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April 28, 1989 - Image 18

Resource type:
Text
Publication:
The Detroit Jewish News, 1989-04-28

Disclaimer: Computer generated plain text may have errors. Read more about this.

orowiliaiawv0404001 n11".
Thwolli

FOCUS

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L'affaire Pollard

Continued from Page 16

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the court, referred to these in-
terviews and insisted that
they proved that Pollard
would continue to threaten
the security of the United
States.
"Because of the stories I
wrote," Blitzer writes, "some
suggested that I was too sym-
pathetic to a confessed spy.
But others would consider me
one of Pollard's hangmen
because of my disclosures.
Those charges against me,
and the sense of resentment
they built in me, were factors
in drawing me to learn as
much about the case as I
could."
Blitzer succeeds in fleshing
out the picture of Jonathan
Jay Pollard and in cutting
through the simplistic images
that have surrounded the
case.
But still, the imprisoned
spy remains something of an
enigma. In his interviews and
his letters to Blitzer, Pollard
talks in the stilted, self-
justifying tones of the in-
telligent prisoner with lots of
time on his hands; the ra-
tionalization process has
ground away any hint of the
emotions that propelled
Pollard down this strange
path.

Even when his attempts at
exculpation make sense,
Pollard's tone does little to
evoke sympathy in readers.

Blitzer is not exactly an un-
biased observer. Although he
agrees that the costs to Israel
outweighed the benefits, the
Israeli journalist goes to con-
sidei:able lengths to explain
the forces that led Israeli of-
ficials to accept Pollard's over-
tures.

—4

Still, Wolf Blitzer offers the
first in-depth account of
Jonathan Pollard and his
terrible fall, and the first
clear idea of how Pollard's
battered personality and
Israel's relentless needs came
together in a way that shook
the American-Israeli relation-
ship to its core.

"One inescapable conclu-
sion of. the Pollard affair is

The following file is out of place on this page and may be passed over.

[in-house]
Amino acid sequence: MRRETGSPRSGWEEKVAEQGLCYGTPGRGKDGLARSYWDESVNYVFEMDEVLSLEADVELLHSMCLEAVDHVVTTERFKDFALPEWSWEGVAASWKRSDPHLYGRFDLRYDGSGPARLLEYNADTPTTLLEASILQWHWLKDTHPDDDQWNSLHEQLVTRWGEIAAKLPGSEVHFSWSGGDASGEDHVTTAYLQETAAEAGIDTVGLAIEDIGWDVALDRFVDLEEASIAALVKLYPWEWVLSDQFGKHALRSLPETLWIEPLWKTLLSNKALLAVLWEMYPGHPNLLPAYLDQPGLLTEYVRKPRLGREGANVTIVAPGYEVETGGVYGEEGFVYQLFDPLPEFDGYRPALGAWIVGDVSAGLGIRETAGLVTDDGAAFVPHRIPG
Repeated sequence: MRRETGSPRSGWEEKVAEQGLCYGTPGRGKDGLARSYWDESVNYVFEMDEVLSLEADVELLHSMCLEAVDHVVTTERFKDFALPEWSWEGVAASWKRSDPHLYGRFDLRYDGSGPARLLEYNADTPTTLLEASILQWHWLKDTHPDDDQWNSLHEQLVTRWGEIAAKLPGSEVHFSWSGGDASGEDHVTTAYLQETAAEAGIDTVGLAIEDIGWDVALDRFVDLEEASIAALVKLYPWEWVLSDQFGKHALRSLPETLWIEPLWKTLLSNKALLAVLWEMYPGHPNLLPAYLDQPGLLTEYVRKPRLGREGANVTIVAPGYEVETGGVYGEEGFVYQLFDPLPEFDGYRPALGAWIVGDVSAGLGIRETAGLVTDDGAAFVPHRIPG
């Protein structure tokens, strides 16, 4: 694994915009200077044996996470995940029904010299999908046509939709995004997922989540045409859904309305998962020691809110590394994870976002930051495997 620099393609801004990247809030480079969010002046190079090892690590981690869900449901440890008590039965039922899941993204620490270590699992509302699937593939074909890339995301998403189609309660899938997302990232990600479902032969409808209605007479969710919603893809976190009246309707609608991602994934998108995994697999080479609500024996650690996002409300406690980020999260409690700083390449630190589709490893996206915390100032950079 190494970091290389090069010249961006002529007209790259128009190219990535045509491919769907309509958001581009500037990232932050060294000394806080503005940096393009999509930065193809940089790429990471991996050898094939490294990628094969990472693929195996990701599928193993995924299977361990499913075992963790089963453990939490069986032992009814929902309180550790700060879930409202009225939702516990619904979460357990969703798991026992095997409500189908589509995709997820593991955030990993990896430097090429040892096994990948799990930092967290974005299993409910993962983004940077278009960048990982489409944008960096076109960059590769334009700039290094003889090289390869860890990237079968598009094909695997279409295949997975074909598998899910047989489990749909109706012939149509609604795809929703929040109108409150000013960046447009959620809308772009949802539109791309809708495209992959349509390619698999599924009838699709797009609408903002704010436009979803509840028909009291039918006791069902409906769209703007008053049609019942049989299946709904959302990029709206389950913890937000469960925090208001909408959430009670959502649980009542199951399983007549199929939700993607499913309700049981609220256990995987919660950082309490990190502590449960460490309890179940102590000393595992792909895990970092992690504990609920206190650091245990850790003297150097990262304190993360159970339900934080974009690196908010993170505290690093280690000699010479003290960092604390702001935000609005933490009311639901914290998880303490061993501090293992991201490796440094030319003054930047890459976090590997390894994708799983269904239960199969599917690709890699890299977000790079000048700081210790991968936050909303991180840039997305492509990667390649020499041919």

that Israel's famous chutzpah
can be a source of weakness
as well as strength," he
writes. "It has enabled Israel
to survive in a very
dangerous part of the world.
Yet it also has engendered a
widely held attitude among
Israeli officials that Israel can
get away with the most out-
rageous things." ❑

—4

I NEWS I

Bush-Hussein Talks
Offer Nothing New

Washington (JTA) — King
Hussein's tepid reaction to
the Israeli proposal for
Palestinian elections in the
administered territories ap-
pears to have dashed hopes of
an imminent breakthrough
in the Middle East peace
process.
The outcome of the Jorda-
nian monarch's visit here last
week also appears to confirm
that the Bush administration
will stick to its policy of mov-
ing step by step to bring
about direct Arab-Israeli
negotiations, rather than pro-
posing a bold new peace
initiative.
The only tangible product of
the Bush administration's
round of meetings with
Israeli Prime Minister Yit-
zhak Shamir, Egyptian Presi-
dent Hosni Mubarak and
Hussein is the Shamir plan.
It calls for Palestinians to
elect representatives who
would negotiate with Israel
the arrangements for an in-
terim period of Palestinian
self-rule in the territories.
After a period of several
years, separate negotiations
would be called to determine
the final status of the West
Bank and Gaza Strip.

President Bush apparently
tried to convince Hussein of
the merits of the Shamir
plan, which the American
leader has endorsed.
"I reiterated my belief that
properly designed and
mutually acceptable elections
could, as an initial step, con-
tribute to a process leading to
negotiations on the final
status of the West Bank and
Gaza," Bush said in the
White House Rose Garden
last week after his meeting
with Hussein.
Hussein, in his statement
after the meeting, did not
mention the elections. Ad-
ministration officials said
Hussein did not reject the
election idea when he told
Bush, "I can assure you that
I fully support you and all
your efforts" in "bringing the
conflict to a just and durable
conclusion."
The Jordanian leader went
a step further Thursday.
"The idea of elections might
be worth looking at within
the context of a whole process
that hopefully will come
together to get us from where
we are now to a final settle-
ment," Hussein told reporters
at the State Department.

-4

"1 ■ 4

—4

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